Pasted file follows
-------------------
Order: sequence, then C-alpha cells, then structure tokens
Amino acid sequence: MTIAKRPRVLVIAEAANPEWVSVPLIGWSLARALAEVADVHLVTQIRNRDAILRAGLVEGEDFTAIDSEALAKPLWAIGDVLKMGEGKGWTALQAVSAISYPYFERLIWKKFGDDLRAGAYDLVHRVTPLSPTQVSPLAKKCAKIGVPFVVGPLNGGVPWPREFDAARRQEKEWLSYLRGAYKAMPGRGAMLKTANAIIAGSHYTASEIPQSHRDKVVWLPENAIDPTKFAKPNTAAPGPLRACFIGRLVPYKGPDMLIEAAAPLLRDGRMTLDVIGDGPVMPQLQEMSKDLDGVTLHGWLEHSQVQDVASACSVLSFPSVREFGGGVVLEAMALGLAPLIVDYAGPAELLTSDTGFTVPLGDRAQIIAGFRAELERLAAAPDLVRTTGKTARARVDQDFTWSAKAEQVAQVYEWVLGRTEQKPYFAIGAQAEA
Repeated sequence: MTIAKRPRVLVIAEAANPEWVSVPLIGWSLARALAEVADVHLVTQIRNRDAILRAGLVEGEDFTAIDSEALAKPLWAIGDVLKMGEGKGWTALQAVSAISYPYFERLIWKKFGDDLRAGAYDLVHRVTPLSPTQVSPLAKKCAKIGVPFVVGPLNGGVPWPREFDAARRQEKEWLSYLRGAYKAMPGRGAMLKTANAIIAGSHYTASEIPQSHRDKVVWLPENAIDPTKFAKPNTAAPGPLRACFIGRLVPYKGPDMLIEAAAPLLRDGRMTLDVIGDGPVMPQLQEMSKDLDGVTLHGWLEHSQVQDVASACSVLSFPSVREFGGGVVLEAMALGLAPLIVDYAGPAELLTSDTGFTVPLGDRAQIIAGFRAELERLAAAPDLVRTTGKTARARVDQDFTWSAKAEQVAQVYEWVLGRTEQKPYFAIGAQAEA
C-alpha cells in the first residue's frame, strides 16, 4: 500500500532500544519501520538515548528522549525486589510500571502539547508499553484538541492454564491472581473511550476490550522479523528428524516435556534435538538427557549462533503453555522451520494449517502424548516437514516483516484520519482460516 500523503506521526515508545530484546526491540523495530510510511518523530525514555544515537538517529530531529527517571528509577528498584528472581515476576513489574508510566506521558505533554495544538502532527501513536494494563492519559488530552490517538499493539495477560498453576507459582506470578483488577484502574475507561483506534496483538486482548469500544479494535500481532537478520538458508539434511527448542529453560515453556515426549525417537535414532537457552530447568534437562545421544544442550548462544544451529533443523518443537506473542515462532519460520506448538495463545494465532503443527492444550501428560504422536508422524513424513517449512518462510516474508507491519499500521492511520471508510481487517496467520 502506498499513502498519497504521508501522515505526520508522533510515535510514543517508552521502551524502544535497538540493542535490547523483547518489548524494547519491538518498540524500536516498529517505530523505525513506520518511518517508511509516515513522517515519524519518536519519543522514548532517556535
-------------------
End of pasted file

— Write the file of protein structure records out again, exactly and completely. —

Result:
Order: sequence, then C-alpha cells, then structure tokens
Amino acid sequence: MTIAKRPRVLVIAEAANPEWVSVPLIGWSLARALAEVADVHLVTQIRNRDAILRAGLVEGEDFTAIDSEALAKPLWAIGDVLKMGEGKGWTALQAVSAISYPYFERLIWKKFGDDLRAGAYDLVHRVTPLSPTQVSPLAKKCAKIGVPFVVGPLNGGVPWPREFDAARRQEKEWLSYLRGAYKAMPGRGAMLKTANAIIAGSHYTASEIPQSHRDKVVWLPENAIDPTKFAKPNTAAPGPLRACFIGRLVPYKGPDMLIEAAAPLLRDGRMTLDVIGDGPVMPQLQEMSKDLDGVTLHGWLEHSQVQDVASACSVLSFPSVREFGGGVVLEAMALGLAPLIVDYAGPAELLTSDTGFTVPLGDRAQIIAGFRAELERLAAAPDLVRTTGKTARARVDQDFTWSAKAEQVAQVYEWVLGRTEQKPYFAIGAQAEA
Repeated sequence: MTIAKRPRVLVIAEAANPEWVSVPLIGWSLARALAEVADVHLVTQIRNRDAILRAGLVEGEDFTAIDSEALAKPLWAIGDVLKMGEGKGWTALQAVSAISYPYFERLIWKKFGDDLRAGAYDLVHRVTPLSPTQVSPLAKKCAKIGVPFVVGPLNGGVPWPREFDAARRQEKEWLSYLRGAYKAMPGRGAMLKTANAIIAGSHYTASEIPQSHRDKVVWLPENAIDPTKFAKPNTAAPGPLRACFIGRLVPYKGPDMLIEAAAPLLRDGRMTLDVIGDGPVMPQLQEMSKDLDGVTLHGWLEHSQVQDVASACSVLSFPSVREFGGGVVLEAMALGLAPLIVDYAGPAELLTSDTGFTVPLGDRAQIIAGFRAELERLAAAPDLVRTTGKTARARVDQDFTWSAKAEQVAQVYEWVLGRTEQKPYFAIGAQAEA
C-alpha cells in the first residue's frame, strides 16, 4: 500500500532500544519501520538515548528522549525486589510500571502539547508499553484538541492454564491472581473511550476490550522479523528428524516435556534435538538427557549462533503453555522451520494449517502424548516437514516483516484520519482460516 500523503506521526515508545530484546526491540523495530510510511518523530525514555544515537538517529530531529527517571528509577528498584528472581515476576513489574508510566506521558505533554495544538502532527501513536494494563492519559488530552490517538499493539495477560498453576507459582506470578483488577484502574475507561483506534496483538486482548469500544479494535500481532537478520538458508539434511527448542529453560515453556515426549525417537535414532537457552530447568534437562545421544544442550548462544544451529533443523518443537506473542515462532519460520506448538495463545494465532503443527492444550501428560504422536508422524513424513517449512518462510516474508507491519499500521492511520471508510481487517496467520 502506498499513502498519497504521508501522515505526520508522533510515535510514543517508552521502551524502544535497538540493542535490547523483547518489548524494547519491538518498540524500536516498529517505530523505525513506520518511518517508511509516515513522517515519524519518536519519543522514548532517556535